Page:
Incomplete Sentences: Every sentence must have a subject and a verb, unless it is part of a direct quote. There are no other exceptions to this rule.

Imprecise Language: Use words that express your point exactly.  For example, if you write, “Theodore Roosevelt was a good president,” the reader will probably be left wondering what you mean. You might mean he was effective, strong, or morally upright.

Excessive Wordiness: Do not use more words than you absolutely need to make your point. For instance, do not write “Queen Elizabeth was a woman who knew how to rule” when “Queen Elizabeth knew how to rule” will work just as well. Do not write “time period,” when either “time” or “period” will suffice. Do not write “due to the fact that,” when a simple “because” will do, or “in order to make your point” when “to make your point” will suffice. Sentences often begin, “There is something that acts.” Shorten and clarify by stating, “Something acts.”  

Excessive Quotation: Often writers who have yet to develop their own “voice” have a tendency to use a lot of direct quotes from other authors. This is tedious for readers, and likely to leave them wondering whether you have anything original to say. Wherever possible, paraphrase the work of other authors instead of quoting them directly.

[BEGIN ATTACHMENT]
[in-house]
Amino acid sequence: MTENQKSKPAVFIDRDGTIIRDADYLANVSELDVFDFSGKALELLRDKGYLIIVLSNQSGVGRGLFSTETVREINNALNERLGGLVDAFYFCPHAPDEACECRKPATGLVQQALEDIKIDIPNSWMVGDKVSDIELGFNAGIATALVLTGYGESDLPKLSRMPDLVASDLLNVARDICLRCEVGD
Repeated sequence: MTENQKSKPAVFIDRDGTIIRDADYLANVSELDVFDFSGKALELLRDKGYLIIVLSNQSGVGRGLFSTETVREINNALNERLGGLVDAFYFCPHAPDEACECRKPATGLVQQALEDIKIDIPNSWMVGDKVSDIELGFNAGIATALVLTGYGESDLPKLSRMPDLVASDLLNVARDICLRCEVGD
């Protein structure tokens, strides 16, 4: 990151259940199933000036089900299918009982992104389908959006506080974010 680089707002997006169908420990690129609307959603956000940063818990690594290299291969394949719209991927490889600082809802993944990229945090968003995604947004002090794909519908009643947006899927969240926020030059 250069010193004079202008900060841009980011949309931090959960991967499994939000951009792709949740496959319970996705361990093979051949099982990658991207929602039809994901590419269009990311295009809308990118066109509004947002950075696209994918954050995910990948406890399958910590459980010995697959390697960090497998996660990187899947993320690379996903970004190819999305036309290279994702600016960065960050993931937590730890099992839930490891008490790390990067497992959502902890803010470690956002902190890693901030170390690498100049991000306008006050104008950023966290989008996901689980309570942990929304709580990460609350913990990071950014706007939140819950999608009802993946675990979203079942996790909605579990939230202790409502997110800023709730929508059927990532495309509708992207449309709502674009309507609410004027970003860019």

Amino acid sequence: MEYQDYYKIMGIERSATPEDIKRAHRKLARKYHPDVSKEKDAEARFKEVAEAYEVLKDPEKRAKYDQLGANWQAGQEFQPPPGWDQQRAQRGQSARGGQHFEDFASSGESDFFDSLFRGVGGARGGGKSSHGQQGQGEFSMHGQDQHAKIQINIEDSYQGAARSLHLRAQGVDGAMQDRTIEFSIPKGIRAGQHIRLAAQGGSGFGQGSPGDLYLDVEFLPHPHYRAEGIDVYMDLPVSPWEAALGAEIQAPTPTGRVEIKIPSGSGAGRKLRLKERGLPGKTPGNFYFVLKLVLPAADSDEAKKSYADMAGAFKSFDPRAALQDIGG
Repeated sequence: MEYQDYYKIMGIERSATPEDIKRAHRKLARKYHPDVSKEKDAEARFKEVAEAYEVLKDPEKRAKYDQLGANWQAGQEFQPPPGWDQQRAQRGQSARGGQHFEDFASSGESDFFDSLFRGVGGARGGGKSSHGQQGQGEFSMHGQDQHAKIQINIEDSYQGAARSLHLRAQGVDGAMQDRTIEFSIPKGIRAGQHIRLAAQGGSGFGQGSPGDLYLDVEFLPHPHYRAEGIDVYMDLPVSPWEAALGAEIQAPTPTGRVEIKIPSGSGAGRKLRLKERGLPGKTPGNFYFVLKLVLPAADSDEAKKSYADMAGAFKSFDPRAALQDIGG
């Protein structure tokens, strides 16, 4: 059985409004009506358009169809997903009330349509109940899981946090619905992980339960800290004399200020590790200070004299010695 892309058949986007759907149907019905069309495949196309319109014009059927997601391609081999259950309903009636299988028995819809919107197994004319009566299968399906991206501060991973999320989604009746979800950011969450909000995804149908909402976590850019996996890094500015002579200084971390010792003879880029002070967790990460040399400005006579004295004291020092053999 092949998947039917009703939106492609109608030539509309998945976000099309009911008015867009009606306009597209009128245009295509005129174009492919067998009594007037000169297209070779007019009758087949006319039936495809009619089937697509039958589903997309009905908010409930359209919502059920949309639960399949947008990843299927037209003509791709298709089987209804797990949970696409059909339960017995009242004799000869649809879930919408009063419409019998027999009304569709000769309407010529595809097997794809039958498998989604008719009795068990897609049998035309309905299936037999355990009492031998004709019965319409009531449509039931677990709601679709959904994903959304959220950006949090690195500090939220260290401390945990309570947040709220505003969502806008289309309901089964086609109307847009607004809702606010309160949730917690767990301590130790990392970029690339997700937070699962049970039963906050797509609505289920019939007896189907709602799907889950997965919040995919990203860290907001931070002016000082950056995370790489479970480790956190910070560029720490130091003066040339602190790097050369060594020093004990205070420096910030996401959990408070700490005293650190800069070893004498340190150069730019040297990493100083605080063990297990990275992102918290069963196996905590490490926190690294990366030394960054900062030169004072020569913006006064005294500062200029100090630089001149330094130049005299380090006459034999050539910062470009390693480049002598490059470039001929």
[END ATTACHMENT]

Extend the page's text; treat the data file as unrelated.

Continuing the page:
The American Archivist uses end notes instead of footnotes. End notes should conform to standard bibliographic style found in the latest edition of Chicago Manual of Style. Our copyeditor is very helpful with citation style. For websites, please use the following form to note the date when it was accessed: accessed day month year.


The first draft is never the last. Review what you have written again and again, until you are completely satisfied with the result. Ask yourself some hard questions: Is my introductory paragraph sufficiently enticing to the reader? Are all of my statements (and particularly my thesis statement) clear and easily understood? Have I given the reader enough background to understand my argument? Do all of my points of discussion back up what I said in the thesis statement? Does my concluding paragraph follow logically from the rest of the essay? Before finally submitting the paper it is often helpful to have someone else read and critique it for you.


See the Editorial Policy for required elements in formatting the manuscript in “Submitting Manuscripts.” Note especially that the author's name and contact information should appear only in relevant text boxes in Submissions Manager. (To ensure that the peer review process is completely blind, it's essential that author names do not appear anywhere in the content or metadata of submitted files. Please do a (Control+F) search within the document and check the file name to ensure that author names do not appear. In addition, Microsoft provides instructions for stripping any author information from the document's metadata. Selecting File > Info > Related People within the document should reveal whether any document authors are still listed.)

These guidelines are adapted from S. Nicholson, “Writing Your First Scholarly Article: A Guide for Budding Authors in Librarianship,” Information Technology and Libraries 25 (2006), 108–111; Ruth Scodel and Marilyn B. Skinner, “Publishing a Scholarly Article in Classical Studies: A Guide for New Members of the Profession”; and Department of History and Political Science Ashland University, “Guidelines for Writing Scholarly Papers.”